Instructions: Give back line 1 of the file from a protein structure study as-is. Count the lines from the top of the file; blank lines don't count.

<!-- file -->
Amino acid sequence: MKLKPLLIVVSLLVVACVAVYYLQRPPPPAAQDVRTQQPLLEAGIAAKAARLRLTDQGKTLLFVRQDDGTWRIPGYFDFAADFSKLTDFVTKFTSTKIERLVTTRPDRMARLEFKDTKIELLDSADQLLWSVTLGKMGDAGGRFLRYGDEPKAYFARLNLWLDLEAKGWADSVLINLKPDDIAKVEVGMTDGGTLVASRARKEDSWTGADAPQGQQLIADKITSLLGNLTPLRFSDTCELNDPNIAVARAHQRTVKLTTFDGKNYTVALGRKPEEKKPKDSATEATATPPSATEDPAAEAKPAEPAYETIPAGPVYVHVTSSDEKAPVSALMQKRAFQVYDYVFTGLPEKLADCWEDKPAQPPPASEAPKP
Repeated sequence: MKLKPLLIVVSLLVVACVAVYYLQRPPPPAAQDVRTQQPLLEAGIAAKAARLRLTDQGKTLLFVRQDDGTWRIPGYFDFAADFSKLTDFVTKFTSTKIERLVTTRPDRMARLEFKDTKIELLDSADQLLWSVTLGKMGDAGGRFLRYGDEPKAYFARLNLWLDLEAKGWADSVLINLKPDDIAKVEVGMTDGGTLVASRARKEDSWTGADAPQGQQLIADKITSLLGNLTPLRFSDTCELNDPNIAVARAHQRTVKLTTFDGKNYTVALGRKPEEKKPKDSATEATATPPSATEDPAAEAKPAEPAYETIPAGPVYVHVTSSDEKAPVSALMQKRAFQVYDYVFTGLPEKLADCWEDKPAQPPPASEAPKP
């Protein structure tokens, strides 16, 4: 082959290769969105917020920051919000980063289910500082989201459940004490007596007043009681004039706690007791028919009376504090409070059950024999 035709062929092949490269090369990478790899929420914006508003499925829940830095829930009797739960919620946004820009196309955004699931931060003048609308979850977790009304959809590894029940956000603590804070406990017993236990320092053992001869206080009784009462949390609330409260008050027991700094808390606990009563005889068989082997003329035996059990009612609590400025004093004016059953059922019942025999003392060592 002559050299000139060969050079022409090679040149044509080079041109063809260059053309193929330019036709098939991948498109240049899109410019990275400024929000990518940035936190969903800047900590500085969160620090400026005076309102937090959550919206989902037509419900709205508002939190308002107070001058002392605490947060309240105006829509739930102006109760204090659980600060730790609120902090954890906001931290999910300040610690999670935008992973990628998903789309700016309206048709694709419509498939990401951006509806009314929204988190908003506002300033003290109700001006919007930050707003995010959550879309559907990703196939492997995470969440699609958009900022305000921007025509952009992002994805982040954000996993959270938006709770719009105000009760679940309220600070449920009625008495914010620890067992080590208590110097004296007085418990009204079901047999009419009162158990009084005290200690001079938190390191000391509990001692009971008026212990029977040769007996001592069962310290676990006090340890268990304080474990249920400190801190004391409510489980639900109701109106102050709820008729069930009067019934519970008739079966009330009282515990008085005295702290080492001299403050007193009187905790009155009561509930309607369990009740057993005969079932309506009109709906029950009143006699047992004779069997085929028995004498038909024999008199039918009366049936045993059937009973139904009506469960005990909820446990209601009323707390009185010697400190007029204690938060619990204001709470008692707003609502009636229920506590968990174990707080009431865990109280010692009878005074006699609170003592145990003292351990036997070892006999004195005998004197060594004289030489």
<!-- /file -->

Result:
Amino acid sequence: MKLKPLLIVVSLLVVACVAVYYLQRPPPPAAQDVRTQQPLLEAGIAAKAARLRLTDQGKTLLFVRQDDGTWRIPGYFDFAADFSKLTDFVTKFTSTKIERLVTTRPDRMARLEFKDTKIELLDSADQLLWSVTLGKMGDAGGRFLRYGDEPKAYFARLNLWLDLEAKGWADSVLINLKPDDIAKVEVGMTDGGTLVASRARKEDSWTGADAPQGQQLIADKITSLLGNLTPLRFSDTCELNDPNIAVARAHQRTVKLTTFDGKNYTVALGRKPEEKKPKDSATEATATPPSATEDPAAEAKPAEPAYETIPAGPVYVHVTSSDEKAPVSALMQKRAFQVYDYVFTGLPEKLADCWEDKPAQPPPASEAPKP